– Keratoconus –
Keratoconus is a condition that affects the cornea, the clear dome that covers the coloured part of the eye (or iris). This corneal disease causes thinning to this important tissue. When the tissue thins, the internal eye pressure causes the thinned section of the tissue to push forward, changing the corneal shape from round to coned. This is what the term “keratoconus” means, a conical cornea.
Correcting Vision in Eyes with Keratoconus
In the early stages of keratoconus, glasses can still be used to provide clear (if no longer crisp) vision. However, as the disease progress and the cone shape becomes more pronounced, rigid gas permeable (RGP) contact lenses are often used to correct the vision blur. This is because the tear film trapped under the lens neutralises the cone shape and the perfect round shape of the rigid contact lens provides a clear image for the retina once more.
These days, there are lots more options to correct keratoconus than just RGP lenses: we also fit mini-scleral (large diameter rigid lenses) and hybrid lenses (lenses with a rigid centre and a soft lens skirt). Having multiple options means that even those people who have tried unsuccessfully to wear RGPs in the past now have new options to correct their vision.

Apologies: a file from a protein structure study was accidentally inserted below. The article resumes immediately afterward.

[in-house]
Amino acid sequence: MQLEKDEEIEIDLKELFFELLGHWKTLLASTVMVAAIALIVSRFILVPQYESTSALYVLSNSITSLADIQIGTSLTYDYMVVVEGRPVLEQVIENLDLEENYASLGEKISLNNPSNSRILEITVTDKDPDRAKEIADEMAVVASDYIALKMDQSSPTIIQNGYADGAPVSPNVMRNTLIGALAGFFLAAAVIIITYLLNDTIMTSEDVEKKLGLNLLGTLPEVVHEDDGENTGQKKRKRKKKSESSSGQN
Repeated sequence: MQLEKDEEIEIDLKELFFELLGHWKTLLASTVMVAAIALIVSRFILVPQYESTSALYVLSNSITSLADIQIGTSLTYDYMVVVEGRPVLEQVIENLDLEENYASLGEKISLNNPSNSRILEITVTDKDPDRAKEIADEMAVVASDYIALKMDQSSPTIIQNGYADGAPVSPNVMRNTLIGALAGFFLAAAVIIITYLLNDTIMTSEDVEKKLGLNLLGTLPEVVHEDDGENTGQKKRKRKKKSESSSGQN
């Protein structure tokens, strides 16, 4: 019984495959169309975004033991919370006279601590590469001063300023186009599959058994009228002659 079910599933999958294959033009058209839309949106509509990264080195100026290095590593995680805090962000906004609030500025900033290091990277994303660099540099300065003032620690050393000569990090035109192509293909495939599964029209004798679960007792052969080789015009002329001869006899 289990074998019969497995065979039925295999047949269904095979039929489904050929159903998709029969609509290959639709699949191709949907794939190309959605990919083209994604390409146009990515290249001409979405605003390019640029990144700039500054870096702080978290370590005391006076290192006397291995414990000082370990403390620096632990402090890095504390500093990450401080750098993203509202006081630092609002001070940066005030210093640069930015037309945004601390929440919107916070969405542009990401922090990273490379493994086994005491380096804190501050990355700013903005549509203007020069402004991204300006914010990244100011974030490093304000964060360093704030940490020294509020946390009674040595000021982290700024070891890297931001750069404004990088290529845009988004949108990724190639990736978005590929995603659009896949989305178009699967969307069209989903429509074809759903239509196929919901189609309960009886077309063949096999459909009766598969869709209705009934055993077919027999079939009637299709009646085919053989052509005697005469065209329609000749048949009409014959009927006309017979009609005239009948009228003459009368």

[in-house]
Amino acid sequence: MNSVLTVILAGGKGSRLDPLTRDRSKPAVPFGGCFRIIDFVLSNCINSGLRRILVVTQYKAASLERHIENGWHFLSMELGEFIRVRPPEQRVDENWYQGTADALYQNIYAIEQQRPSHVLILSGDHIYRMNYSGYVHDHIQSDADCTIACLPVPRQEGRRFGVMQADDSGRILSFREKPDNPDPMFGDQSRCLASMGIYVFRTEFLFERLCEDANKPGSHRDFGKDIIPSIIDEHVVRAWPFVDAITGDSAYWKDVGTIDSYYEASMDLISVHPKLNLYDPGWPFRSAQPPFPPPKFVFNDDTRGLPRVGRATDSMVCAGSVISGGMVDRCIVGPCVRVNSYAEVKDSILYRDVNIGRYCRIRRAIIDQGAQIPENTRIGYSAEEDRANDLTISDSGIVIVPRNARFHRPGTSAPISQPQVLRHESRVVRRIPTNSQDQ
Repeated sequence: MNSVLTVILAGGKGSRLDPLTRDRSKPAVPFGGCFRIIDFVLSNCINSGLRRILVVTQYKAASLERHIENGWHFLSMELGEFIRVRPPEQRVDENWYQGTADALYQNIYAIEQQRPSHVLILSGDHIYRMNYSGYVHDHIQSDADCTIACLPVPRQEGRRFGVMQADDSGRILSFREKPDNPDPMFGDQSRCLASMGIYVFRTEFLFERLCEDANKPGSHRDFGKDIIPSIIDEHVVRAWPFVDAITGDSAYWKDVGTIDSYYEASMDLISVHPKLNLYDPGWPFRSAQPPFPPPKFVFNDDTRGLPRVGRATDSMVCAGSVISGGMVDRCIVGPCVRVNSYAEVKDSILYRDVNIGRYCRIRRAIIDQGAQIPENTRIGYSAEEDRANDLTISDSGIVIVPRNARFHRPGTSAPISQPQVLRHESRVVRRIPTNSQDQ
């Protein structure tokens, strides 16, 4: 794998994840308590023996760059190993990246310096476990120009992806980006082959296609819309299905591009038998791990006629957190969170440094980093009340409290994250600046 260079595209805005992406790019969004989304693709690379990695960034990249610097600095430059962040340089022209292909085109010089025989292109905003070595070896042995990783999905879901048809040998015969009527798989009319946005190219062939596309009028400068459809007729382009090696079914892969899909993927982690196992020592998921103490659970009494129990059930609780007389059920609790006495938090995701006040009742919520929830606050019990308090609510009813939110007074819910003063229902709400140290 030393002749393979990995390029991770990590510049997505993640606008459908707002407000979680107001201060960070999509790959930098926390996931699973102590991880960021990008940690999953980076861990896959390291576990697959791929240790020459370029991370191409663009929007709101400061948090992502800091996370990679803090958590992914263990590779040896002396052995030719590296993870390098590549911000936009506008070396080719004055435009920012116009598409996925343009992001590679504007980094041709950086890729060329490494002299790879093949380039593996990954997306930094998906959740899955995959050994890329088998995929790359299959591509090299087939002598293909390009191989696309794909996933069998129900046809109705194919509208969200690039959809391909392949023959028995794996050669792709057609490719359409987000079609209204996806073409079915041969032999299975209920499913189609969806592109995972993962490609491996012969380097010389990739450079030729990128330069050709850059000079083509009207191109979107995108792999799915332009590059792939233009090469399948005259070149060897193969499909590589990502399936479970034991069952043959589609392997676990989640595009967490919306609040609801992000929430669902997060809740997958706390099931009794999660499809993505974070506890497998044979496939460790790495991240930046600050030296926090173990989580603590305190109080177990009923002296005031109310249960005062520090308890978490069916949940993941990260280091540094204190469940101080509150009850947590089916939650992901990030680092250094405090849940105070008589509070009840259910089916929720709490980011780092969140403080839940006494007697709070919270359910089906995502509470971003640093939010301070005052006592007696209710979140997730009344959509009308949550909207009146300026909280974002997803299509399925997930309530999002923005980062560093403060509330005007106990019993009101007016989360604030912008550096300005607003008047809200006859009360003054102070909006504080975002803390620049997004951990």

Monitoring keratoconus progression requires specialised equipment that not all optometrists have in practice. For routine monitoring, measuring the corneal thinning (pachymetry) and mapping the conical shape (topography) is required at least every 6 months to make sure the condition is not progressing. These measurements are also required to accurately fit rigid contact lenses, necessary to achieve good vision in many cases. Keratoconus RGP fitting is a complicated, highly-customised endeavour where we have significant experience.
If you have keratoconus and wish to talk to us about whether you require contact lenses and which contact lens type might suit you best, please don’t hesitate to contact us for an appointment or trial.